classification
Title: allow constructors to be documented separately from class
Type: enhancement Stage:
Components: Documentation Versions:
process
Status: open Resolution:
Dependencies: Superseder:
Assigned To: docs@python Nosy List: Arfrever, chris.jerdonek, docs@python, eric.araujo, ezio.melotti, georg.brandl, ncoghlan, terry.reedy
Priority: normal Keywords:

Created on 2012-11-28 09:03 by chris.jerdonek, last changed 2012-12-03 08:10 by Arfrever.

Messages (6)
msg176524 - (view) Author: Chris Jerdonek (chris.jerdonek) * (Python committer) Date: 2012-11-28 09:03
This issue is to settle on and provide a way to document the constructor of a class separately from the overall summary/description of a class.

This is something that Ezio, Nick, and I discussed briefly on IRC a few hours ago.  We all see the value in it.

Currently, Sphinx's "class" directive is used in many places to document the constructor of a class.  One drawback of this approach is that linking to the class using the :class: role links to the constructor as opposed to the class summary.  As a result, in many cases the class description needs to be added before the class directive, and a second link needs to be created and used for the overall description.

One way to address this would be to create a new "constructor" directive similar to directives like method, classmethod, and staticmethod.  The constructor documentation could then be hyperlinked to using a new :constructor: role (or perhaps :ctor: to go with the pattern of 4-letter roles).  The class summary could then go immediately after the class directive, with the constructor directive following, as follows:

.. class:: Foo

   Description of Foo.

   .. constructor:: Foo(bar=1)
   
      Return a Foo.

This could render as--

class **Foo**

   Description of Foo.
   
   *constructor* **Foo**(bar=1)

      Return a Foo.

It is possible that something similar could be achieved by abusing the method directive for constructors and linking to them using :meth:`~Foo.Foo`, but that wouldn't be ideal in a few respects.

Nick also raised a related issue for base classes, etc.  I will let him speak to that issue, which might be best as part of another new issue.
msg176567 - (view) Author: Ezio Melotti (ezio.melotti) * (Python committer) Date: 2012-11-28 18:44
I was wondering if this should be called initializer instead of constructor.  Another idea is to keep using the "method" directive and use :initializer: to differentiate it from the others.  This might be easier to implement, but OTOH is not consistent with the staticmethod and classmethod directives though.
msg176619 - (view) Author: Éric Araujo (eric.araujo) * (Python committer) Date: 2012-11-29 03:42
I’m interested in an explanation of the value of doing this.

In the threading docs for example, the classes (i.e. initializers) are documented in one section, with awkward links to “Thread objects”, “Lock objects”, etc.  This felt much more cumbersome to me than more modern class/attribute/method combos.  Isn’t it the simplest thing to document one class, usage, constructors and all attributes, in one place?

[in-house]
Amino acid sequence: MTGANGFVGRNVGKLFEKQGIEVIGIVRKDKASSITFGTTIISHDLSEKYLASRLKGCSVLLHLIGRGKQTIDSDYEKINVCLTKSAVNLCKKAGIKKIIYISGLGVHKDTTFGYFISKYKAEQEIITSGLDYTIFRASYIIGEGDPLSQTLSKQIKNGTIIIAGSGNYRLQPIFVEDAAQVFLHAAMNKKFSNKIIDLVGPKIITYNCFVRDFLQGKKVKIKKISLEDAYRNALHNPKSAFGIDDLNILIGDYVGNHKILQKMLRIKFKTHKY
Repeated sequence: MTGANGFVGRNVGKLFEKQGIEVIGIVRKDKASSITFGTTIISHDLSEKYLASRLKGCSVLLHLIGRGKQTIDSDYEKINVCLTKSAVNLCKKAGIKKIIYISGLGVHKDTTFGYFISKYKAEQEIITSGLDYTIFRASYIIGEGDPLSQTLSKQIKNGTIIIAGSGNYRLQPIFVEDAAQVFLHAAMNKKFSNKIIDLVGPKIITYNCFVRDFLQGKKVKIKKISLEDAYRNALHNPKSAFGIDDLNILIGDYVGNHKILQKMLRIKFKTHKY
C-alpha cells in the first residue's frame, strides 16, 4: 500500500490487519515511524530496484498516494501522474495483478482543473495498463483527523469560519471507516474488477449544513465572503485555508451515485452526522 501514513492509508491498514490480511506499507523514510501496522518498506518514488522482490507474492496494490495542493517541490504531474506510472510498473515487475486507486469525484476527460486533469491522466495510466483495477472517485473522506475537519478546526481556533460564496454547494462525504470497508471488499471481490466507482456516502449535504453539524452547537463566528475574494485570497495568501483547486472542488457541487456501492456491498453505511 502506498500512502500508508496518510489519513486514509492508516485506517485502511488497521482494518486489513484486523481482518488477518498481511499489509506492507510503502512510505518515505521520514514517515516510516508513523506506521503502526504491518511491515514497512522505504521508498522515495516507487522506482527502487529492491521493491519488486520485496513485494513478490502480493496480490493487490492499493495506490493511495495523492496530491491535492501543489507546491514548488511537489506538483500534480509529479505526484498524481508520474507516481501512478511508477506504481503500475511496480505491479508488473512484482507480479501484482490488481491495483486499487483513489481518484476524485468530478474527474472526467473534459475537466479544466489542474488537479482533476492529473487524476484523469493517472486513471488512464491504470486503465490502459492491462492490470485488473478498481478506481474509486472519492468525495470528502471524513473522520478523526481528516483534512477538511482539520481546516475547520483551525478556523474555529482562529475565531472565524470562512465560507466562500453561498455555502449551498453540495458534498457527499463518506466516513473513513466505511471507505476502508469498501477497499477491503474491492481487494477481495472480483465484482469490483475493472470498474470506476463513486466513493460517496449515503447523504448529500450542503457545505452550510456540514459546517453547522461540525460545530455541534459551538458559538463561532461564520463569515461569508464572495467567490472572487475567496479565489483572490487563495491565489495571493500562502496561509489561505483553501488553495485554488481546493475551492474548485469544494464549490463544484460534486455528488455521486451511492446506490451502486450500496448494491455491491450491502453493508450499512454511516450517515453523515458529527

On the other hand, I don’t have the view of an outsider anymore, so I can’t say what makes sense / reads better for the doc’s audience (as opposed to doc editors).
msg176621 - (view) Author: Ezio Melotti (ezio.melotti) * (Python committer) Date: 2012-11-29 03:53
This came up while documenting the str type in datamodel.rst (IIRC), and linking to it from functions.rst.

On one hand you want to say what the str type is, on the other hand you want to document the constructor and explain how can you use str() to obtain str objects.
Putting both under the constructor doesn't work too well, especially when there's a lot of text.  Putting the str type description in a plain paragraph before the "class" directive doesn't work too well either, because :class:`str` will link to the constructor documentation.

The idea is to keep the two separate but still provide an easy way to link to the class without missing the general description.
msg176623 - (view) Author: Éric Araujo (eric.araujo) * (Python committer) Date: 2012-11-29 04:07
For all the built-in types, I see the value now.

Thinking aloud: Separating the namespaces used by the str and func roles would probably require too many changes in Sphinx.

The current way is to use the function directive to document the class/constructor usage in one place, and use ref to link to the section describing the class.  You can also have the cool class/method combo if you configure the class directive with the noindex option.  Is that not good enough?
msg176625 - (view) Author: Ezio Melotti (ezio.melotti) * (Python committer) Date: 2012-11-29 04:18
> For all the built-in types, I see the value now.

The same applies for non built-in types too though (e.g. http://docs.python.org/3.4/library/collections.html).  The only difference is that the built-in ones have entries in functions.rst and use more links.

> Is that not good enough?

Not really, and creating additional links and suppressing others with :noindex: feels wrong.  The idea is that :class:`str` should just work and link to the right place.
History
Date User Action Args
2012-12-03 08:10:13Arfreversetnosy: + Arfrever
2012-11-30 21:38:30terry.reedysetnosy: + terry.reedy
2012-11-29 04:18:10ezio.melottisetmessages: + msg176625
2012-11-29 04:07:36eric.araujosetmessages: + msg176623
2012-11-29 03:53:24ezio.melottisetmessages: + msg176621
2012-11-29 03:42:14eric.araujosetmessages: + msg176619
2012-11-29 03:28:13ezio.melottisetnosy: + eric.araujo
2012-11-28 18:49:04ezio.melottisetnosy: + georg.brandl
2012-11-28 18:44:49ezio.melottisetmessages: + msg176567
2012-11-28 09:03:32chris.jerdonekcreate